ENTERTAINMENT
May 12, 1991 | LEONARD FEATHER
*** Jack Lemmon, "Getting Some Fun Out of Life," LaserLight. The actor is a pleasant singer and a capable pianist who knows his jazz. On the four vocal cuts--the best of which is the Fred Astaire-accented "Sure Thing," Ross Tompkins replaces him at the keyboard. Lemmon tends toward florid piano runs, but is capable of fine harmonic conception and shows talent as a composer.
ENTERTAINMENT
July 25, 1997
The Los Angeles Jazz Society has announced the winners of its 15th annual tribute and awards, set to be given at a dinner and concert at the Biltmore Bowl at the Biltmore Hotel downtown on Sept. 14. Vibraphonist Terry Gibbs is this year's tribute honoree, Joe Williams wins the jazz vocalist award, bassist Charlie Haden the jazz educator award, Van Alexander the composer-arranger award, and the lifetime achievement award will be given to trumpeter Snooky Young.
ENTERTAINMENT
March 11, 1995 | DON HECKMAN
"Bringing two jazz families together" is the way producer Betty Berry describes this weekend's International Jazz Party at the Westside Room of the Century Plaza Hotel. Among the Los Angeles jazz artists appearing will be saxophonists Ricky Woodard and Pete Christlieb, trumpeter Snooky Young, trombonist Carl Fontana and singer Sue Raney and the Bill Berry L.A. Band. Also performing, and occasionally working with the L.A. players, will be Japanese clarinetist Eiji Kitamura and his quintet.
ENTERTAINMENT
April 15, 1999
* Theater. Eugene O'Neill's "A Moon for the Misbegotten" opens next Thursday at the Laguna Playhouse's Moulton Theatre, 606 Laguna Canyon Road, Laguna Beach, playing Tuesdays-Saturdays at 8 p.m.; Sundays at 7 p.m.; Saturdays-Sundays at 2 p.m. (Matinee only on May 16.) $31 to $38. Ends May 16. (949) 497-2787. * Jazz.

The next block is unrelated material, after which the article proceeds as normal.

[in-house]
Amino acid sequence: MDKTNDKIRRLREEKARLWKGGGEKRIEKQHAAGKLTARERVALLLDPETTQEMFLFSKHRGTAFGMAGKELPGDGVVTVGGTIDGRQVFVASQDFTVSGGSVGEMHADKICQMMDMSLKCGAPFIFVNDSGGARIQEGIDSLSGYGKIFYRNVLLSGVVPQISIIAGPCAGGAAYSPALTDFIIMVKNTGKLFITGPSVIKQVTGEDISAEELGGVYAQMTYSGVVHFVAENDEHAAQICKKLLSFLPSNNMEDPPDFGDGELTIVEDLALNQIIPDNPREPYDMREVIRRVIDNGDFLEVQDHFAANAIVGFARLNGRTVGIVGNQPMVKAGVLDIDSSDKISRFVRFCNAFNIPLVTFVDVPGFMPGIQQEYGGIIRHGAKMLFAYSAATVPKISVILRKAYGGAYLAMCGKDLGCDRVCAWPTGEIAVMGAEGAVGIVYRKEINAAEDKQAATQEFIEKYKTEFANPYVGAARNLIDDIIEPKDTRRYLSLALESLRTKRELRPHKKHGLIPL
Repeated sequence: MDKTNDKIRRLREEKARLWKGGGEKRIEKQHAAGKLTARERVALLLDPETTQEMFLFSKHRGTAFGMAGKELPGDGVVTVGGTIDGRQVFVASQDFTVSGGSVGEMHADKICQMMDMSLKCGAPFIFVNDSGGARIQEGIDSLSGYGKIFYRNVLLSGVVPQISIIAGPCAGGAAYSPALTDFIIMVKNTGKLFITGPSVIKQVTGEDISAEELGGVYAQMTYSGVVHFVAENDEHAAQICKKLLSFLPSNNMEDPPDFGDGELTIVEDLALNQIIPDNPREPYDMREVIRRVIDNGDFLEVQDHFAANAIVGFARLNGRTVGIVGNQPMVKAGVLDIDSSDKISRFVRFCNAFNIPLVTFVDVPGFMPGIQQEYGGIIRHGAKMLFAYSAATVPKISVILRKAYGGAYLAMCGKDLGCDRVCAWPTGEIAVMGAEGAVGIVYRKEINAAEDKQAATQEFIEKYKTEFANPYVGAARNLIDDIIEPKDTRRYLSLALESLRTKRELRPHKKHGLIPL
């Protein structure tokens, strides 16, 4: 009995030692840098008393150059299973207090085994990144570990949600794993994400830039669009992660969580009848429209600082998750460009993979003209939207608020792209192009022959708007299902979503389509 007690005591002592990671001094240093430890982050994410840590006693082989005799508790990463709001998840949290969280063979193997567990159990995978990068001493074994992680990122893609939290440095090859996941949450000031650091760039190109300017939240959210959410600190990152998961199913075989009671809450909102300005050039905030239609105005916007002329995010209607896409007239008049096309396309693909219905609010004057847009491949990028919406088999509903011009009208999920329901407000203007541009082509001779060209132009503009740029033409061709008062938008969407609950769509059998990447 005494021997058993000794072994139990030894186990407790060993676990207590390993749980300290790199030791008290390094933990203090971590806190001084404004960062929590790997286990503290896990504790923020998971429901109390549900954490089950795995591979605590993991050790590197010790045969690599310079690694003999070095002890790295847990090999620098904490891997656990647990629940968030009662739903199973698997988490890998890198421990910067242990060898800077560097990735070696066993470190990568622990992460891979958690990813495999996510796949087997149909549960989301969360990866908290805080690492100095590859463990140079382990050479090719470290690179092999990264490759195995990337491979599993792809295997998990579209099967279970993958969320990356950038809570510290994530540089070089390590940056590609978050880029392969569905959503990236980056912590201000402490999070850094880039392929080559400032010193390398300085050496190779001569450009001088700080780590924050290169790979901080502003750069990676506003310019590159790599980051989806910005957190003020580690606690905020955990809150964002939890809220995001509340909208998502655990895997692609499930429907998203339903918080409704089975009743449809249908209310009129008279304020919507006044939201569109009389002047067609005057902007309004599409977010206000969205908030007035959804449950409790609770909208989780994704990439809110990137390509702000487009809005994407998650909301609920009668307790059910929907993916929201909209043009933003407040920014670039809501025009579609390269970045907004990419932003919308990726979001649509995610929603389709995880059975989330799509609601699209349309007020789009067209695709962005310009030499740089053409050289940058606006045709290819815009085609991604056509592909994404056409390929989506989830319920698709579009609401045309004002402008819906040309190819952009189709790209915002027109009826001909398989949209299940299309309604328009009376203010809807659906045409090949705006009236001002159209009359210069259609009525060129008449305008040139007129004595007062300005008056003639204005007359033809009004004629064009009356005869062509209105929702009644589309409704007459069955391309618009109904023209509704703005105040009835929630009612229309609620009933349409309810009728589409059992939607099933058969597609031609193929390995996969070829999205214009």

ENTERTAINMENT
May 30, 1989 | LEONARD FEATHER
The fourth and last installment in KLON's "Jazz West Coast" series presented Sunday at the John Anson Ford Theater was subtitled "Central Avenue Revisited." Producer Ken Poston came up with several reasonable facsimiles of the tail end of those days. Marshal Royal's alto sax and Snooky Young's trumpet reached heights that were hard to top. Though their pianist and drummer, Tom Ranier and Greg Field, were born long after Central Avenue faded, they and the bassist Richard Reid were strongly supported in this most professional set. Professionalism was in short supply when the so-called Central Avenue All-Stars were on stage.
NEWS
May 13, 1995
Marshall Royal, the lead saxophonist with Count Basie after Basie formed a new band in 1951 and a veteran of such venues as New York's Cotton Club and Los Angeles' Paramount and Shubert theaters, has died. A family spokeswoman said he was 82 when he died Monday of cancer in Culver City. A native of Oklahoma, Royal studied violin and guitar as well as the reed instruments and gave his first professional performance at age 13.
ENTERTAINMENT
August 19, 1989 | LEONARD FEATHER
No crystal ball is needed to determine that John Clayton has an extremely promising future as a major force in jazz. With his two partners, brother Jeff Clayton on saxes and drummer Jeff Hamilton, he took the 17-piece Clayton/Hamilton Orchestra through a collection of his own brilliantly crafted arrangements, receiving a thunderous ovation Thursday from a jam-packed house at the Loa. While drawing on his roots, Clayton blends them with contemporary concepts of his own.